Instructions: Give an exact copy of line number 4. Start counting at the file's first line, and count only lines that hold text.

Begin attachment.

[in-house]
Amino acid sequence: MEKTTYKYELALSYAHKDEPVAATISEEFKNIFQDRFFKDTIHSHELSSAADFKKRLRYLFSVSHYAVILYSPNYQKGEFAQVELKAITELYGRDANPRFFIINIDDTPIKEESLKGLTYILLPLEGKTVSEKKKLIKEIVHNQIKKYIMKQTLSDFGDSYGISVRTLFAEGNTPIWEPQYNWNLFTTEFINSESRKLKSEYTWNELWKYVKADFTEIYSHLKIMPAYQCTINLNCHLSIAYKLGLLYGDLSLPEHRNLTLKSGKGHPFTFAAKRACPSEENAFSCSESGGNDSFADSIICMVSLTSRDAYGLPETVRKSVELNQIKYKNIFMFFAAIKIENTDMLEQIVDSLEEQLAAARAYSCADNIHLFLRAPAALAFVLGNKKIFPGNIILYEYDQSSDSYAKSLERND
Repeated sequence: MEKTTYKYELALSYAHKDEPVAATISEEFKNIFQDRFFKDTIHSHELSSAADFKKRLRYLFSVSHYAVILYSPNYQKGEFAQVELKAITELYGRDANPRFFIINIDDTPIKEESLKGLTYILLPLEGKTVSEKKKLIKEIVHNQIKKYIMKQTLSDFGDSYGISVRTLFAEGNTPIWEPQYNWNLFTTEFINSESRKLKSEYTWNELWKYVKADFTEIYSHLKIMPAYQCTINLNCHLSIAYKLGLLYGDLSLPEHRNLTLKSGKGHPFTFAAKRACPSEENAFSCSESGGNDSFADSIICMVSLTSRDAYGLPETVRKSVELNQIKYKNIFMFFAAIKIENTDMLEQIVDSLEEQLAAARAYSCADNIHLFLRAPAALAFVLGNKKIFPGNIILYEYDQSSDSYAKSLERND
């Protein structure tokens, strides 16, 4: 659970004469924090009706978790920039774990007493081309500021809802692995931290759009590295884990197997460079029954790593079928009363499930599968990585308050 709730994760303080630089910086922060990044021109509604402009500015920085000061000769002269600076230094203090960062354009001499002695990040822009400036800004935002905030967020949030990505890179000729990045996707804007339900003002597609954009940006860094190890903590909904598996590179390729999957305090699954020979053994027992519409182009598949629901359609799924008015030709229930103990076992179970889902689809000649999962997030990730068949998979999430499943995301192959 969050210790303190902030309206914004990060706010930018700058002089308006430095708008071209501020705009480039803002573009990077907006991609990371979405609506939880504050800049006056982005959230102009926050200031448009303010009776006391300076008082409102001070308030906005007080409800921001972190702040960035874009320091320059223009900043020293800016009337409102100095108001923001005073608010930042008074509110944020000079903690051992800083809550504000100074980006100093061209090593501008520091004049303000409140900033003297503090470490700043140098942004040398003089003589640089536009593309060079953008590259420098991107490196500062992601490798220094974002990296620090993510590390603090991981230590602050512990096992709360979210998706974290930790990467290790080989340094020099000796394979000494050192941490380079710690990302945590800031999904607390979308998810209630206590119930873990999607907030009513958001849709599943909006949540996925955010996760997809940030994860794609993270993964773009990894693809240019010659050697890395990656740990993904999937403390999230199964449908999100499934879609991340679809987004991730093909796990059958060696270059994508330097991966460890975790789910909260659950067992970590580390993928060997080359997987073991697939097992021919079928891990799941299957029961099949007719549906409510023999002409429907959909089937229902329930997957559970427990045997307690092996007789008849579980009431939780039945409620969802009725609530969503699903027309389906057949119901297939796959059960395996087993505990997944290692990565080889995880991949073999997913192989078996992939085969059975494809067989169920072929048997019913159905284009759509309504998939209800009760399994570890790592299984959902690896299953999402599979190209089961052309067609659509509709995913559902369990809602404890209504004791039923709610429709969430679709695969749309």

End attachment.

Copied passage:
């Protein structure tokens, strides 16, 4: 659970004469924090009706978790920039774990007493081309500021809802692995931290759009590295884990197997460079029954790593079928009363499930599968990585308050 709730994760303080630089910086922060990044021109509604402009500015920085000061000769002269600076230094203090960062354009001499002695990040822009400036800004935002905030967020949030990505890179000729990045996707804007339900003002597609954009940006860094190890903590909904598996590179390729999957305090699954020979053994027992519409182009598949629901359609799924008015030709229930103990076992179970889902689809000649999962997030990730068949998979999430499943995301192959 969050210790303190902030309206914004990060706010930018700058002089308006430095708008071209501020705009480039803002573009990077907006991609990371979405609506939880504050800049006056982005959230102009926050200031448009303010009776006391300076008082409102001070308030906005007080409800921001972190702040960035874009320091320059223009900043020293800016009337409102100095108001923001005073608010930042008074509110944020000079903690051992800083809550504000100074980006100093061209090593501008520091004049303000409140900033003297503090470490700043140098942004040398003089003589640089536009593309060079953008590259420098991107490196500062992601490798220094974002990296620090993510590390603090991981230590602050512990096992709360979210998706974290930790990467290790080989340094020099000796394979000494050192941490380079710690990302945590800031999904607390979308998810209630206590119930873990999607907030009513958001849709599943909006949540996925955010996760997809940030994860794609993270993964773009990894693809240019010659050697890395990656740990993904999937403390999230199964449908999100499934879609991340679809987004991730093909796990059958060696270059994508330097991966460890975790789910909260659950067992970590580390993928060997080359997987073991697939097992021919079928891990799941299957029961099949007719549906409510023999002409429907959909089937229902329930997957559970427990045997307690092996007789008849579980009431939780039945409620969802009725609530969503699903027309389906057949119901297939796959059960395996087993505990997944290692990565080889995880991949073999997913192989078996992939085969059975494809067989169920072929048997019913159905284009759509309504998939209800009760399994570890790592299984959902690896299953999402599979190209089961052309067609659509509709995913559902369990809602404890209504004791039923709610429709969430679709695969749309």